Displaying complex version of numeric type

I’m creating a numeric type (fixed point) and ran into the following problem when trying to print:

here’s the definition of the type

type Fixed{m, f} <: Real
    x :: Int64
c = complex(a,b)


ERROR: LoadError: no promotion exists for Fixed{1,15} and Int64
 [1] promote_type(::Type{Fixed{1,15}}, ::Type{Int64}) at ./promotion.jl:161
 [2] promote at ./promotion.jl:175 [inlined]

i tried defining a promote_type,

function promote_type(x::Fixed{m,f}, ::Type{Int64}) where {m,f}

and that gives me exactly the same error.
Then I realized, why is it trying to promote the type ?
if i do


where a is Fixed{1,15}(0), i get the default representation,


So it would seem that println(complex(a,b)) should simply use that representation for each of the real and imaginary parts. yes, this means that I haven’t defined a show method.

However defining a show method doesn’t seem to help.

function show(io::IO, x::Fixed{m,f}) where {m,f}
    print(io, x.x)

ERROR: LoadError: no promotion exists for Fixed{1,15} and Int64
 [1] promote_type(::Type{Fixed{1,15}}, ::Type{Int64}) at ./promotion.jl:161

I’ve been perusing the documentation and looking through FixedPointNumbers but can’t quite figure out what to try next.


You defined your type as

type Fixed{m, f} <: Real
    x :: Int64

Therefore x must be an Int64, It seems you’re trying to assign a complex number to x.
Try the following type declaration instead.

type Fixed{m, f} <: Real

By the way in Julia version 0.6 the keyword to use is struct instead of type.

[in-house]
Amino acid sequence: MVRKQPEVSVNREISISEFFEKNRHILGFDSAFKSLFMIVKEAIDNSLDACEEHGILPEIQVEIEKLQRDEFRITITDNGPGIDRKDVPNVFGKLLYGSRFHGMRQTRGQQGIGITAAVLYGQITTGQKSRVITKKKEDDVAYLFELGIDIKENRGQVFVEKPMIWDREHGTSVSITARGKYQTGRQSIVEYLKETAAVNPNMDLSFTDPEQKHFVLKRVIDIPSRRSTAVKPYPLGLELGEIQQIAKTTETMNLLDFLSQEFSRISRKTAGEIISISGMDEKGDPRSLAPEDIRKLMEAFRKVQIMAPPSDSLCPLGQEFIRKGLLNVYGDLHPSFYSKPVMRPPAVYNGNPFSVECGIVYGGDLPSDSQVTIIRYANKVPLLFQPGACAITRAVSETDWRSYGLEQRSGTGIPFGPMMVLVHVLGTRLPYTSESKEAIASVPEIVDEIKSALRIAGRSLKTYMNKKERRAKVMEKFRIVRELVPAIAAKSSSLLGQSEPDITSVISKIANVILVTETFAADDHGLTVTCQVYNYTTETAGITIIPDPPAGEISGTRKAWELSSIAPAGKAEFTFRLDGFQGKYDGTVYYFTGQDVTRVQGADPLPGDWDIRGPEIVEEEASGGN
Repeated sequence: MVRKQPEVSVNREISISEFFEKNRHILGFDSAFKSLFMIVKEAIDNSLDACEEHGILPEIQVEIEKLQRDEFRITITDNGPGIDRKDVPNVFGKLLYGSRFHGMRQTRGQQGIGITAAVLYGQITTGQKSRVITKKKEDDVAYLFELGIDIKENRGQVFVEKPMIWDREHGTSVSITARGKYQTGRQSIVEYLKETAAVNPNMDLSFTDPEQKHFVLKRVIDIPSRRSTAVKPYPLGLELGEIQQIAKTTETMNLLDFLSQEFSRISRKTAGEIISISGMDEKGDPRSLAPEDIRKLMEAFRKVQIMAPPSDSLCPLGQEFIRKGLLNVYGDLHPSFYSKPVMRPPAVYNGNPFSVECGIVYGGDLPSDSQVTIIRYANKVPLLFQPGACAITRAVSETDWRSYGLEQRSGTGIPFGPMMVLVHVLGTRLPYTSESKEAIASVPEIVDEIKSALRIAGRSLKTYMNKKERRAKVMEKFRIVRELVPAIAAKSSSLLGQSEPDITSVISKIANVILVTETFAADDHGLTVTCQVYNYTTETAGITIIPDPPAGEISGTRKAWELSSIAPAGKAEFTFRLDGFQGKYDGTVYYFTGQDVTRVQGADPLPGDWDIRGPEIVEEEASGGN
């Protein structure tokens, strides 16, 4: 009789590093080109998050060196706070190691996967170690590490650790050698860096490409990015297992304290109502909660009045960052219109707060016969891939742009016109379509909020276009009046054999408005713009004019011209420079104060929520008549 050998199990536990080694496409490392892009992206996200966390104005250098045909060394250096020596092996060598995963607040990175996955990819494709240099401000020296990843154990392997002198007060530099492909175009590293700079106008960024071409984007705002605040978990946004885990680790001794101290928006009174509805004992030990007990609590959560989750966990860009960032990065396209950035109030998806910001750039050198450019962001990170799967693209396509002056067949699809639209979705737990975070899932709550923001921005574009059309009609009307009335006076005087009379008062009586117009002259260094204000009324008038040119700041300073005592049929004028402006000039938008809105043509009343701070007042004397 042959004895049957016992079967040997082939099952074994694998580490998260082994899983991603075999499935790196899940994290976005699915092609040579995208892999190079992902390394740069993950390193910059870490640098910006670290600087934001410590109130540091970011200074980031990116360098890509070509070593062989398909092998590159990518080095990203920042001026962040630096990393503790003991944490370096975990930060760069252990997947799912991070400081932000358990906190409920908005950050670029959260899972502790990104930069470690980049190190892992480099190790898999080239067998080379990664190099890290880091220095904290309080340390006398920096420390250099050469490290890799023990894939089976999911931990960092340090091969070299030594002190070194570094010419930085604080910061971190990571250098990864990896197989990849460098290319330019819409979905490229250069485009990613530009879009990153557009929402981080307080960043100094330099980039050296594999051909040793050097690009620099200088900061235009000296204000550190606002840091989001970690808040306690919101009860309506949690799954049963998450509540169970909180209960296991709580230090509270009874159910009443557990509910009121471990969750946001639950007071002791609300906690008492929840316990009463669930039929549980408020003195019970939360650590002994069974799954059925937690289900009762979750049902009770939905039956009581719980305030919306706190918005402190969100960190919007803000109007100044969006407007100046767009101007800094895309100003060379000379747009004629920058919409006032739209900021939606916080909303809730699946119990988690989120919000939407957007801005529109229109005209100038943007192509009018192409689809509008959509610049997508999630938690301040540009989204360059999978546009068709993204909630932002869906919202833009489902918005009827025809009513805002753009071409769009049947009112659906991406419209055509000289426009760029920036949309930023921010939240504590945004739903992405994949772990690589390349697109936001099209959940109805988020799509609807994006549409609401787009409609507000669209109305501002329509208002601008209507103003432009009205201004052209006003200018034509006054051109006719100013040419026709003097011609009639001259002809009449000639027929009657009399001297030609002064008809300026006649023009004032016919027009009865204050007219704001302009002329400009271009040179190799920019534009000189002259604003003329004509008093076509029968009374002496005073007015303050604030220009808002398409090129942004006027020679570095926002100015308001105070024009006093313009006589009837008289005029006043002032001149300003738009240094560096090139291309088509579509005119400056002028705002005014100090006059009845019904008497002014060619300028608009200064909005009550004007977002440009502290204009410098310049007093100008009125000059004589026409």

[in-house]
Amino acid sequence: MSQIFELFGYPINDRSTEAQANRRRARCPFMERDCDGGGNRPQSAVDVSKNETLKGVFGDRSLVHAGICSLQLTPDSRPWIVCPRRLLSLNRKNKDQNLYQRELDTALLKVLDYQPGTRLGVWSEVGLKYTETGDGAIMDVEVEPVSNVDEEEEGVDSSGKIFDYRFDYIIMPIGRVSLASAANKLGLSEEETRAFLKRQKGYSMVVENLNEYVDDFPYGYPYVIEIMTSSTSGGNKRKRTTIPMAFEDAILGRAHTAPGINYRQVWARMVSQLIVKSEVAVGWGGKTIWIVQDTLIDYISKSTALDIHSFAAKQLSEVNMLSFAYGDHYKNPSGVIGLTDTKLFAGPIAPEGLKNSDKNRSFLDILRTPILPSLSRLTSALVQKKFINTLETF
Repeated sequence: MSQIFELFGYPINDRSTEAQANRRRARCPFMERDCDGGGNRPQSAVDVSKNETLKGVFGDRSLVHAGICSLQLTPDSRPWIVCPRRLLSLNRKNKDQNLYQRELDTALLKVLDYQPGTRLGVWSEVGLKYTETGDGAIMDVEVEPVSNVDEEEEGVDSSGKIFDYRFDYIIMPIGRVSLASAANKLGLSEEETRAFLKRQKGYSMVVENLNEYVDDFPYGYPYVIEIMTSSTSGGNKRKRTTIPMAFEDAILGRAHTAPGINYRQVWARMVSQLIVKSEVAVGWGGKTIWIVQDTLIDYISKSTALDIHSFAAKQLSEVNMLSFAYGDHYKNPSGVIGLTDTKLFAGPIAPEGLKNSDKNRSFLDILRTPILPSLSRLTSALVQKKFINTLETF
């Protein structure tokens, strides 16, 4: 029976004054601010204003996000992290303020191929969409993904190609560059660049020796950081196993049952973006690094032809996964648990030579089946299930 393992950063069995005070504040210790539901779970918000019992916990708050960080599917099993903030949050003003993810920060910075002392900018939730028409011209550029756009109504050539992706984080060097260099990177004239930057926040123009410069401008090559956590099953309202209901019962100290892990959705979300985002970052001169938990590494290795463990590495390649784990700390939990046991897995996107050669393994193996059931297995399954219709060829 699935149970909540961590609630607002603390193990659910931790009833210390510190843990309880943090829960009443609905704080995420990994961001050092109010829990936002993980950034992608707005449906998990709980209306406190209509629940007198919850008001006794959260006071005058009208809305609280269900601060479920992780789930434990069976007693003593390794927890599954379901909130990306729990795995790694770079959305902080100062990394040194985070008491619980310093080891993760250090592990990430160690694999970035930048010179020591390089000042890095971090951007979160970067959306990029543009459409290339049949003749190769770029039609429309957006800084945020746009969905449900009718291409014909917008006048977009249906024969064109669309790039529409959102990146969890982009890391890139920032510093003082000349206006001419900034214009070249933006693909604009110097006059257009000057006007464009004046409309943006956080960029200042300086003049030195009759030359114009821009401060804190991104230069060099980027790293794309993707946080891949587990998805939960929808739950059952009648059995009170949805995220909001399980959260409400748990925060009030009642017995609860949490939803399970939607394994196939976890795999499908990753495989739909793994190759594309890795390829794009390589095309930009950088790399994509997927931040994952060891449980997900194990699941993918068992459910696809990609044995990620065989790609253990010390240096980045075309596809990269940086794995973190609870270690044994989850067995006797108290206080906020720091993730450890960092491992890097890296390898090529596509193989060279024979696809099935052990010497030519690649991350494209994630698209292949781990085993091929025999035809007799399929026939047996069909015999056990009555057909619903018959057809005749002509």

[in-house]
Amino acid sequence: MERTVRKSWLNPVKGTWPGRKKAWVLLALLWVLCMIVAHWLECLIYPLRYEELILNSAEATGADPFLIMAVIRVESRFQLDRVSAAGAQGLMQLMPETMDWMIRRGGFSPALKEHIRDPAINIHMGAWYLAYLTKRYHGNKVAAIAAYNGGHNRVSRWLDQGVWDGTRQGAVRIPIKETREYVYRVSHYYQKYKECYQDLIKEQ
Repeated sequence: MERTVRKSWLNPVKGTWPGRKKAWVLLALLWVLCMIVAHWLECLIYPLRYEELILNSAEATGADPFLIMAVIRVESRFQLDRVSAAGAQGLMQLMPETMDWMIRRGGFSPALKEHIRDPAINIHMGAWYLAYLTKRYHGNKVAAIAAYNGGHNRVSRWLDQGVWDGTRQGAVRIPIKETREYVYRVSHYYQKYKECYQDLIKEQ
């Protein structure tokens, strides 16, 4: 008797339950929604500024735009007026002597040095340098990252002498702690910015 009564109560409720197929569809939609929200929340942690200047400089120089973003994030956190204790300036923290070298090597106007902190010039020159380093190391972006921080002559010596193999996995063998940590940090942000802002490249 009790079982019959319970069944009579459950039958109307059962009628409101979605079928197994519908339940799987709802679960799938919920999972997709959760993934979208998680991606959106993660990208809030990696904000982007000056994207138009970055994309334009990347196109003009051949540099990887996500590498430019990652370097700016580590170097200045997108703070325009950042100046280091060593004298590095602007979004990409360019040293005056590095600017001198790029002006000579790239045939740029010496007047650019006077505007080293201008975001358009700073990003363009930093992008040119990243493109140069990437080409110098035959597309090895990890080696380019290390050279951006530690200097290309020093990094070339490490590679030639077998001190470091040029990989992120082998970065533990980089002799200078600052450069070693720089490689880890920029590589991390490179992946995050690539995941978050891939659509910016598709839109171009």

You didn’t show the part of the stack trace which indicates that the trouble is in signbit. Since your type doesn’t seem to have one, try

import Base.signbit
signbit(x::Fixed{m,f}) where m where f = false

In general, if you see something like this in a stacktrace:

 [4] signbit(::Fixed{1,15}) at ./number.jl:72
 [5] show(::IOContext{Base.Terminals.TTYTerminal}, ::Complex{Fixed{1,15}}) at ./complex.jl:154

you can proceed to

julia> less( show,(IOContext{Base.Terminals.TTYTerminal}, Complex{Fixed{1,15}}))

where we see why signbit is called.

yes, i should use struct, the value is not intended to be mutable.
however i don’t understand your statement about “trying to assign a complex number to x”. The assignment worked fine, i.e.

c = complex(a,b)

succeeded. it was the print of ‘c’ that failed.
@Ralph_Smith that did it. thank you. Is there anyway i could have figured that out from the documentation ? It seems like a very obscure point.

Also I could not get the ‘less’ statement you provided to work.

julia> include("test_fixed.jl")

julia> less(show,(IOContext{Base.Terminals.TTYTerminal}, Complex{Fixed{1,15}}))
ERROR: no method found for the specified argument types
 [1] which(::Any, ::Any) at ./reflection.jl:823
 [2] less(::Function, ::Any) at ./interactiveutil.jl:121


I probably should have stated that I’m still using 0.6.0 …

I think that’s one of the costs of implementing a low-level type. You could look at the source for the FixedPointNumbers package to see a superset of the (relevant part of the) interface for subtypes of Real. I fear that trial and error is the only way to find the minimum needed for your purposes, and the “error” part involves this sort of detective work.

Is your Fixed type in the Main scope of the REPL? Or maybe the full spec for the IO type was different in 0.6.0? Whatever signature you got in the stacktrace should work, possibly with extra module qualifications (the method must have been found if it was traced).